Despite the spread of broadband technology in the last few years, there are significant areas of theworld that don't have access to high-speed Internet. When weighed against the relatively small number of customers Internet providers would gain, the incremental expenditures of laying cable and building the necessary infrastructure to provide DSL or cable in many areas, especially rural, is too great. But if broadband could be served through power lines, there would be no need to build a new infrastructure. Anywhere there is electricity there could be broadband. Technology to deliver high-speed data over the existing electric power delivery network is closer to reality in the marketplace. Broadband overPower line is positioned to offer an alternative means of providing high-speed internet access, Voice over Internet Protocol (VoIP), and other broadband services, using medium – and low – voltage lines to reach customers‘ homes and businesses. By combining the technological principles of radio, wireless networking, and modems, developers have created a way to send data over power lines and into homes at speeds between 500 kilobits and 3 megabits per second (equivalent to DSL and cable). By modifying the current power grids with specialized equipment, the BPL developers could partner with power companies and Internet service providers to bring broadband to everyone with access to electricity. The technology evolution in the next few years is important from a perspective of future competitive position of BPL as new networks are built and alternative technologies emerge. (See Table 3.5 for comparison of access technologies). Fiber and advanced wireless broadband are the new alternative broadband access systems that are most likely to emerge in the next few years. These could also become a part of an integrated BPL system. Federal policy support is also strengthening the potential for BPL deployment. The FCC and others have hailed BPL as a potential ―third wire‖ that may help increase the availability and affordability of broadband services in a market dominated by digital subscriber line (DSL) and cable modem service. As part of the federal effort to remove barriers to BPL implementation, the FCC issued a change to Part 15 rules for measures to mitigate radio interference caused by broadband over power line. The FCC ruling on October 14, 2004 would essentially help to overcome BPL‘s potential to cause interference with radio and telecommunications signals. However, a number of jurisdictional and classification issues remain open. For example, are the broadband services offered via BPL considered an information service or a telecommunications service? This has implications since telecommunications services are subject to regulations under the Telecommunications Act of 1996, most notably common carrier requirements. As of October 2004, the FCC has two proceedings that address the issue of broadband regulatory classification: one deal with
cable modem services and another addressing all wire line broadband Internet access services generally. If classified as an information services, BPL service would be free frommany if not all common carrier regulations except, contribution to the universal service fund (USF). Reliability and safety of the power delivery system and provision of quality service are the main concerns for state commissions. In addition, affiliate transaction policies and cross subsidization issues are major concerns. State Commissions are obligated to prevent the unfair use of an asset developed with ratepayer funds for the benefit of shareholders. They are also obligated to ensure that electric utilities do not have an unfair advantage over competitors. Thus several solutions such as creation of unregulated BPL subsidiaries or implementation of accounting rules that guard against cross subsidization may be considered. The state regulators will also need to address rights of way, and access to poles issues. For instance, some municipalities may seek to charge fees for BPL rights of way. Pole attachment rules may also need to be addressed because of potential interference problems. The technical feasibility, the FCC rulemaking mitigating interference and the announcements of the commercial-scale tests of BPL have stimulated considerable interest in BPL among electric utilities, with several now evaluating deployment of BPL. The market trials and commercial deployments will reveal business case attractiveness of BPL compared to established DSL and cable services. However, there is also interest in BPL‘s potential to serve as a communications system that can support the network management of the power delivery system. The electric utilities will determine if the combined benefits of a system allowing for consumer telecom services, other consumer services, and core utility network communications help make the business model attractive for BPL. Utilities can consider applying three basic simplified business case models:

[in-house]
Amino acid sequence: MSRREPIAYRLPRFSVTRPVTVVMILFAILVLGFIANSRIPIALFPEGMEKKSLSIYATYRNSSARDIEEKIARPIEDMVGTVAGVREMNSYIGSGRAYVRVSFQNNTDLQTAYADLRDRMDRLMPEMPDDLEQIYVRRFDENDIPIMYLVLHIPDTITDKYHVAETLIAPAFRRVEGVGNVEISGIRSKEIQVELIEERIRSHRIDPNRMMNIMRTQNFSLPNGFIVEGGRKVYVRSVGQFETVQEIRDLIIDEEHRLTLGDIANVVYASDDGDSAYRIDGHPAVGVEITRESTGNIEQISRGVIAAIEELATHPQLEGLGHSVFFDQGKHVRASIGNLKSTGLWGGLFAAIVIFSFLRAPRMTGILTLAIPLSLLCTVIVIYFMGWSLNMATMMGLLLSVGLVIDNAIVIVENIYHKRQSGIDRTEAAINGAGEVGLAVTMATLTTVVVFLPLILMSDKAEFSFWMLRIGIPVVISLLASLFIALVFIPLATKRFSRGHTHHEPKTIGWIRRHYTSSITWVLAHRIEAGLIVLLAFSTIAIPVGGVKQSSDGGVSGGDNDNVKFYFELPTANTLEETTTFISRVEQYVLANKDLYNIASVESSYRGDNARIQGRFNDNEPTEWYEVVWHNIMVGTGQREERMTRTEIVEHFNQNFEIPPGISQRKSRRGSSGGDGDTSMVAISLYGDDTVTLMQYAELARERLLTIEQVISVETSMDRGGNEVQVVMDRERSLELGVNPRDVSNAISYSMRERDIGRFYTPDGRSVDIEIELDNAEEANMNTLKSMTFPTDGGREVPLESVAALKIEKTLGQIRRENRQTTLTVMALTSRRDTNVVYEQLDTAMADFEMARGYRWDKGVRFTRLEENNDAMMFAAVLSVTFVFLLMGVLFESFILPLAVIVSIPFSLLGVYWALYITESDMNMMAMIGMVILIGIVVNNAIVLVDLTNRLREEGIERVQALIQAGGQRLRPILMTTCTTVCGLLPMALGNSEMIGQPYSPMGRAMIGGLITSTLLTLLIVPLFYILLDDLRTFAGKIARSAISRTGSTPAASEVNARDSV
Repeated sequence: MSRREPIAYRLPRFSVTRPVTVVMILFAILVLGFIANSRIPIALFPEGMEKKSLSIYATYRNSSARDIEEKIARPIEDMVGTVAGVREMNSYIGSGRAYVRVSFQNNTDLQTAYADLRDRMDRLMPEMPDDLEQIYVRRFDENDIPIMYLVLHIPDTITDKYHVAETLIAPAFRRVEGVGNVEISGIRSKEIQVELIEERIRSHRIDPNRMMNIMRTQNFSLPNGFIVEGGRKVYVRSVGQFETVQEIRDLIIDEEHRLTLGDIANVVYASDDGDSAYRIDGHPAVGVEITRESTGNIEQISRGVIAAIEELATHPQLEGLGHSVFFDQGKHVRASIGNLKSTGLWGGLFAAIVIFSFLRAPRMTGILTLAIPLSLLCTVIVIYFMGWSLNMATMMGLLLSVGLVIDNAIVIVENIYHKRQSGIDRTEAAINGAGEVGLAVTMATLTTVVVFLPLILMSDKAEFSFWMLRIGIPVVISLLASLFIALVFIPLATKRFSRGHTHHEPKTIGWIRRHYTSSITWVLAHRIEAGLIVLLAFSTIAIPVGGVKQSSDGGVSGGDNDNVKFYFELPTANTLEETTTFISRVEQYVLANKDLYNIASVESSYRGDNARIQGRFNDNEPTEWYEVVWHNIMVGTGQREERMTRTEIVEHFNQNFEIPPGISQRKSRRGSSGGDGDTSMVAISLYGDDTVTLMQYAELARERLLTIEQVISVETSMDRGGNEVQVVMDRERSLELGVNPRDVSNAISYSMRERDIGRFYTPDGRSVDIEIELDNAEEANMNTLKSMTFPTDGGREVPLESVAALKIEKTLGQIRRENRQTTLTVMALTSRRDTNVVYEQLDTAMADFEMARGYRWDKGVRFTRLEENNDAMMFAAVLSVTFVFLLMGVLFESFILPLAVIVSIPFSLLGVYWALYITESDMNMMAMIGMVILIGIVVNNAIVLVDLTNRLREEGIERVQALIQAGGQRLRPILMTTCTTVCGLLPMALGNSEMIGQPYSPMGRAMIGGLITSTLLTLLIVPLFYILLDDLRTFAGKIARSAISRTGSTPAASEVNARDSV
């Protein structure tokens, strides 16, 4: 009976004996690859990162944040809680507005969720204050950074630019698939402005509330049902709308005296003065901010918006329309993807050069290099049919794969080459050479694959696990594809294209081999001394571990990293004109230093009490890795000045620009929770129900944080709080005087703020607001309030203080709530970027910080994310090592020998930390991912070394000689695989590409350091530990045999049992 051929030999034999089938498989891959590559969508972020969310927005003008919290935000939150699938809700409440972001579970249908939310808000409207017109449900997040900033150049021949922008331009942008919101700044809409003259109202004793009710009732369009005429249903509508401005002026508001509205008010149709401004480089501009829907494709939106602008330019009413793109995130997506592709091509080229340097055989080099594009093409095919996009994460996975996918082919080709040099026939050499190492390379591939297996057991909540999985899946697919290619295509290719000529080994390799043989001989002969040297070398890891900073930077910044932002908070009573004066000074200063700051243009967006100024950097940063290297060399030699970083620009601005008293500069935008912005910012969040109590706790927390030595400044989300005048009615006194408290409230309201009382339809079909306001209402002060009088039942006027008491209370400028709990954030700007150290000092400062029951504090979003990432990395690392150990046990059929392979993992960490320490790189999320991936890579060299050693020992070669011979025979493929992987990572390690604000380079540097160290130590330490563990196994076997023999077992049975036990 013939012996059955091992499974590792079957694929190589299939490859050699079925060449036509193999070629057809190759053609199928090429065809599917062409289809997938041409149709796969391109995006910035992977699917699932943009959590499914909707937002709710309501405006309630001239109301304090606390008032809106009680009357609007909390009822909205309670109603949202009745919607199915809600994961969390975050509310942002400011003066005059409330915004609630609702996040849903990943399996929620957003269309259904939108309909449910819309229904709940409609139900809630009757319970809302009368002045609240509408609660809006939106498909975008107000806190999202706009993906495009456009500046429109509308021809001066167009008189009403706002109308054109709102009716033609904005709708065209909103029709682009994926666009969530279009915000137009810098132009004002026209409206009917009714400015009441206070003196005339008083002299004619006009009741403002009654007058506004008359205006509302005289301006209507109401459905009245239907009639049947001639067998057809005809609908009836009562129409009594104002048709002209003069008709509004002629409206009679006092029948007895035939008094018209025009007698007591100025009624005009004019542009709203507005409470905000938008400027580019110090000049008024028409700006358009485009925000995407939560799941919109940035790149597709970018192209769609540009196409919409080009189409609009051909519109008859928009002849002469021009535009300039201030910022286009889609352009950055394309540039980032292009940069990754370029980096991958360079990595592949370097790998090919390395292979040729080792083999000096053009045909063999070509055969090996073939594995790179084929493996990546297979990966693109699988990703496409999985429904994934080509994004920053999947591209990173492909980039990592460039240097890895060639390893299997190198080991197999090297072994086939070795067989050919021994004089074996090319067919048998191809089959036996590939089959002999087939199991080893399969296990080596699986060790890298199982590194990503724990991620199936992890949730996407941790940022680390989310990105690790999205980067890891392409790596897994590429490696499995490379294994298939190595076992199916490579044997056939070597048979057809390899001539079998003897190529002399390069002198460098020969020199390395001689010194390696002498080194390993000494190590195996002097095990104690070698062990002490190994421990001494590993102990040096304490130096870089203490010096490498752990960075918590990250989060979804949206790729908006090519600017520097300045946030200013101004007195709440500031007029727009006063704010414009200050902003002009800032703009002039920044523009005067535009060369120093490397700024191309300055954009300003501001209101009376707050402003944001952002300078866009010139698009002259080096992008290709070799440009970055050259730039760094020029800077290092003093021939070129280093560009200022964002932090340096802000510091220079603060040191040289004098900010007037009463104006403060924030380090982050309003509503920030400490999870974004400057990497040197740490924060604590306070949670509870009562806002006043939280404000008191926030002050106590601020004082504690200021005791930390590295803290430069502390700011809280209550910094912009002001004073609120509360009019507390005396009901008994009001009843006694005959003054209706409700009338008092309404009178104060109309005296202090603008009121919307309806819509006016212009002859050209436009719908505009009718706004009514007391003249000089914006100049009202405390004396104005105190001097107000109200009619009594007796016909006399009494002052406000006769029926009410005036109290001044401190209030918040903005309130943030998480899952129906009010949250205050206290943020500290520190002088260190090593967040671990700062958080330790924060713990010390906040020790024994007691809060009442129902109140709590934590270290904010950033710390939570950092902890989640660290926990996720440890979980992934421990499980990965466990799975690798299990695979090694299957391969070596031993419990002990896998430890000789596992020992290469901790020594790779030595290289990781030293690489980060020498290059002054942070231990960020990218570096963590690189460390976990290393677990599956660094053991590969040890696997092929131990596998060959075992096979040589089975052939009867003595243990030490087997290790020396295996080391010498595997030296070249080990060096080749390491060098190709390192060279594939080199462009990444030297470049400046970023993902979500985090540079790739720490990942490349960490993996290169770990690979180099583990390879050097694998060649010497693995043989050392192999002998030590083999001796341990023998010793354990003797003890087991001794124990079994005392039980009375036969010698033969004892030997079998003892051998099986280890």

The Landlord Model – leasing the conduit and assets to a third party, probably with amaintenance arrangement
The Developer Model– a partnership or contract with an Internet service provider (ISP);the utility builds and owns the infrastructure, and the ISP handles all aspects of marketing, selling to and servicing the customer
The Service Provider Model– utility manages the system, including serving as theInternet service provider
Each utility will assess BPL according to its own business objectives, risk tolerance, andprocedures. The factors to evaluate are cost, market size and price, differentiating features of BPL, bundled services and average revenue per user, and the utility applications.